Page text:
Wednesday, September 14, 2011

Winning in Jodo

I have written about this before - the idea of "winning" in Jodo. Of course the jo side always "wins", but it is possible for either the jo side or the bokuto side to really win without changing the outcome of the kata. On the bokuto side, for example, if you have to slow your strike down because the jo side wasn't ready yet, then you actually won. Or if you know that the jo side did an ineffectual hikiotoshi, or an ineffectual block that you could have brushed aside easily, then you have won. Or whenever you overpower your opponent mentally ... your kiai throws him off balance so that his finishing strike is wobbly and unimpressive ... then you won.

There is a guy in the dojo whom I'll call Mr. K. He's very intense when he practices, but it's okay because he is also very precise. He can stop and go on a dime, and so it's very unlikely that he's going to hurt anybody, even though he's practicing full tilt. I get the feeling that a lot of people don't like practicing with him. He's intimidating, and I understand that. But at the same time, I think there are too many people waltzing through jodo practices. At the end of the day, jodo is a martial art, and your goal is to overpower or neutralize your opponent and then symbolically "kill" him -- or at least put the jo between his eyes and let him know: "I can keep this up all day, but you're going to lose. So quit while you're ahead."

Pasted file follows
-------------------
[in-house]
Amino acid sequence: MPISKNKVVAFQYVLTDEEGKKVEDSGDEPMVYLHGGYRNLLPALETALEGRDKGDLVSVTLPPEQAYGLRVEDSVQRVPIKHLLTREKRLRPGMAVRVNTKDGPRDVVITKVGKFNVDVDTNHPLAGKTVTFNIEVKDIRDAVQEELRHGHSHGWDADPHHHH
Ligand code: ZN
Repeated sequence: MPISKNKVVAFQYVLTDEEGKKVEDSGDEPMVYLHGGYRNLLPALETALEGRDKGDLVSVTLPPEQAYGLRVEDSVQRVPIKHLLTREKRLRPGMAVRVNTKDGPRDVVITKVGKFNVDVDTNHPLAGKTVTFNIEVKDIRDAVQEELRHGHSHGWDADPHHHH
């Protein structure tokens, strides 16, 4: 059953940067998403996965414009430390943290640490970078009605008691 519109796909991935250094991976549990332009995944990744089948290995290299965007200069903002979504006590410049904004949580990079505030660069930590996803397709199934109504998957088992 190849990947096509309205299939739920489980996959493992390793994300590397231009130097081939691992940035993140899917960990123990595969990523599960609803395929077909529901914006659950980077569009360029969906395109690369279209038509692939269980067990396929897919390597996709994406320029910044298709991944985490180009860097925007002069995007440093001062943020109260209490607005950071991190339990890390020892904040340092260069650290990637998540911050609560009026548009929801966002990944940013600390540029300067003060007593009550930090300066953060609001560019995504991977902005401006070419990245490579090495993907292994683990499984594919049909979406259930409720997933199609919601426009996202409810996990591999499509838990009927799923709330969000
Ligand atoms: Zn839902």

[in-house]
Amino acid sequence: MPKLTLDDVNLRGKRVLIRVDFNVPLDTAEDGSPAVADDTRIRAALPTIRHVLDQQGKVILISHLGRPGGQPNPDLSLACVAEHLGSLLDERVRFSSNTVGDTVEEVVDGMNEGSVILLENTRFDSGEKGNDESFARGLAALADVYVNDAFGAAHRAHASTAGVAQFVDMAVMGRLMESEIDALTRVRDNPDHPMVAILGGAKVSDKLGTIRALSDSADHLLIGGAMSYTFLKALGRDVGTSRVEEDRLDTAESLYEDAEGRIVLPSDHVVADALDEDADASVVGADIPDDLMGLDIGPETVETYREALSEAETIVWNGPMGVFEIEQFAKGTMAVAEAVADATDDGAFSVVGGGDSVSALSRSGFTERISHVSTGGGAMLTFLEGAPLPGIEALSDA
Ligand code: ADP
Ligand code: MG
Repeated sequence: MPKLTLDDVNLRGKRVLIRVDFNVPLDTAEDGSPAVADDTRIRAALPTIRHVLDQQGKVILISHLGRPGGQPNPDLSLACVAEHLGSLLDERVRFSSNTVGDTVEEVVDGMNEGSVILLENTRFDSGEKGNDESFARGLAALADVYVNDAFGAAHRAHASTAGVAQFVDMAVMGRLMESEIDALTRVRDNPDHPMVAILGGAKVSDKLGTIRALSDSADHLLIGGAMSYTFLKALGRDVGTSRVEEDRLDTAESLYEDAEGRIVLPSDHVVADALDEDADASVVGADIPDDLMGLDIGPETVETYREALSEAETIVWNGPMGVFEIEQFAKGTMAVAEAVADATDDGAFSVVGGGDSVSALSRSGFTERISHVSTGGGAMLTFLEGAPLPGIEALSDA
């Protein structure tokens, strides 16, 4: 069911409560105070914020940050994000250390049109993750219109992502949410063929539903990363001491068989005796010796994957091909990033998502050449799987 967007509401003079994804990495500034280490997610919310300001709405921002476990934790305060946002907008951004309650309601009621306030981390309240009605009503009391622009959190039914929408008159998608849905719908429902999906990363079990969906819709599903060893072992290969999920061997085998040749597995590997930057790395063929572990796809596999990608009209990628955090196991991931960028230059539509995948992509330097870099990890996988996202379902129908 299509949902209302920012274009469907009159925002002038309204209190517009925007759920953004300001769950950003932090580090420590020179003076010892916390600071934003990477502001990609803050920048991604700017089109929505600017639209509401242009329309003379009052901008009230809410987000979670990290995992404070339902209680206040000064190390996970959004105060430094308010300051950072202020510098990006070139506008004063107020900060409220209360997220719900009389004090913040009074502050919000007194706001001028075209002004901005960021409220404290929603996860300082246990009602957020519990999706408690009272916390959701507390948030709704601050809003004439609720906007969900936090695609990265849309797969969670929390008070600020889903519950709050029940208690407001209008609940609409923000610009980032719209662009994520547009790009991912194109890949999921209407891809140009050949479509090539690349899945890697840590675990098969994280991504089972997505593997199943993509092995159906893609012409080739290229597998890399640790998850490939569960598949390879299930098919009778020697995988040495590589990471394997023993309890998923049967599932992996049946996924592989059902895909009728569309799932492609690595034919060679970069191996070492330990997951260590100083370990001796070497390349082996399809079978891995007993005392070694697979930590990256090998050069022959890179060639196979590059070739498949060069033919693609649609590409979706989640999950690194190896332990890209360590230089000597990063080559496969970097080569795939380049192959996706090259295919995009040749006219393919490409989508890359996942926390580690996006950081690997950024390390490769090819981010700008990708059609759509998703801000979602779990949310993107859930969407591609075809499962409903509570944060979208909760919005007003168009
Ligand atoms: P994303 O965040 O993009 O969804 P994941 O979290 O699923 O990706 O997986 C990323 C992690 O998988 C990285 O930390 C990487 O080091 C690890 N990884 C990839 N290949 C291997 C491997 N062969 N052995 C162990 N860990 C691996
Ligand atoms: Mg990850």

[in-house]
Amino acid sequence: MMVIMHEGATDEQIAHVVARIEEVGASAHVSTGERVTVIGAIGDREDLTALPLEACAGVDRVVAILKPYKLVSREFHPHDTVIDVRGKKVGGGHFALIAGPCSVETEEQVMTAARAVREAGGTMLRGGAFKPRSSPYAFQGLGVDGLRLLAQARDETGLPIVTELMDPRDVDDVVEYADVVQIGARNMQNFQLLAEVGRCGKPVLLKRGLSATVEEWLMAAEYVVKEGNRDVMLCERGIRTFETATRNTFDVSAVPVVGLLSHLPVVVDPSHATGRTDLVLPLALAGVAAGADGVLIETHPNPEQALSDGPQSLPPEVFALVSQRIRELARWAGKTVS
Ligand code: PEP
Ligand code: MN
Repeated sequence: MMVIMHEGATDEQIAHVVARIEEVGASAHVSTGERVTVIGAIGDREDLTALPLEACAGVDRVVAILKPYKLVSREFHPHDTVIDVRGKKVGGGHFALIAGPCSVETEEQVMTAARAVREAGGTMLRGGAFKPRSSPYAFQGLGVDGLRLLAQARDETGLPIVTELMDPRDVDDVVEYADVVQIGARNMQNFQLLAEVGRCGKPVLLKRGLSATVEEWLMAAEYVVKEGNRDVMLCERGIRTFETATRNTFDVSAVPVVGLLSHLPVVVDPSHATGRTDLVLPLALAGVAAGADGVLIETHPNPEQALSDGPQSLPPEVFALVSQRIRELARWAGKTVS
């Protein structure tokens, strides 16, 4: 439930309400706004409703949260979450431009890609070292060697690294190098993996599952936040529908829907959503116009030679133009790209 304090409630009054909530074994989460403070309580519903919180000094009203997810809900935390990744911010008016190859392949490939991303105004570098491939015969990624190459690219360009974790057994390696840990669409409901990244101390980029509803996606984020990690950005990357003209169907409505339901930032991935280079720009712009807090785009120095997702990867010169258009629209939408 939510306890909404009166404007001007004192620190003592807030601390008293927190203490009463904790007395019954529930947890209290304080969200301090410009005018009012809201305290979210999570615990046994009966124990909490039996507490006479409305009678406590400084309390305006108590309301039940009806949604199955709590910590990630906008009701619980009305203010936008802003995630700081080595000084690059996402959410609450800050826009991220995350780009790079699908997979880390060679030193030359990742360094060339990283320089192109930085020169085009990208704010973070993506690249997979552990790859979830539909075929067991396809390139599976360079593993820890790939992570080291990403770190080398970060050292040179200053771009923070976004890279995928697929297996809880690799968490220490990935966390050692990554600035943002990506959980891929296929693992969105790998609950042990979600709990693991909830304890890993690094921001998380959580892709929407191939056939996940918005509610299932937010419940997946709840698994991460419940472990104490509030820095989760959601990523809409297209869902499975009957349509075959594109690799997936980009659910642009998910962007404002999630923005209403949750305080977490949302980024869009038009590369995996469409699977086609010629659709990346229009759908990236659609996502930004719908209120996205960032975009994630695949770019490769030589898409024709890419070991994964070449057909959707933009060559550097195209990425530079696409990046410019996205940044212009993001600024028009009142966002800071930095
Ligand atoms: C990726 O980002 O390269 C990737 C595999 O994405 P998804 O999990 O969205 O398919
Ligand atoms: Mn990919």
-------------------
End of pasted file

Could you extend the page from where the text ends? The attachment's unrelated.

The problem is that, while you're learning, you get in the mindset where you think, "Okay, this foot ahead of that foot, now strike, now step back..." and you keep thinking of yourself as a "learner". Learners have no right challenging their teachers, right? (This might be a bigger problem in Japan than overseas...) And so I often see people who have carried this mindset well into their "mid-level" practice. They are 3rd or 4th dan, and they can perform the movements with accuracy, but they have no intensity.

In the west, I get the feeling that intensity is perhaps over-rated. People are really into doing things with a lot of power ... smashing, bashing ... but they are maybe doing some things with bad form and unfortunately that intensity just solidifies their bad habits all the more quickly. I think that was my problem sometimes, at least.

So what's better: to practice with intensity, or keep it light? When I practice with people who are really, really good, I am always amazed that they can turn it on and off at will. They are continually switching between hard and soft. Push them, and it's like pushing smoke. But then the jo is right back between your eyes before you know what's happening. They block you ever so lightly - the jo doesn't even touch your fingers, somehow - but then you're slammed down hard into a kuritsuke. As soon as that happens, the pressure lets up and you're free to back away, only to feel yourself cringing because you feel a crippling suigetsu thrust coming on ... here it comes like a freight train, but it miraculously stops with a light tap on your solar plexus. Next it's an immense overhead strike and there's no way it's going to stop anywhere less than three inches deep in your forebrain ... but it does, and it's gone, leaving you wondering why you are almost falling over backwards.

That's what I'm striving for! I might never get there, but it's just cool to know that some people have that.


Blogger Narda said...

Nice post. Mr. K sounds like my own kobudo teacher. As a student, it's scary, and fun, at the same time to practice/learn from people that are intense AND have control. :)

10:17 AM  

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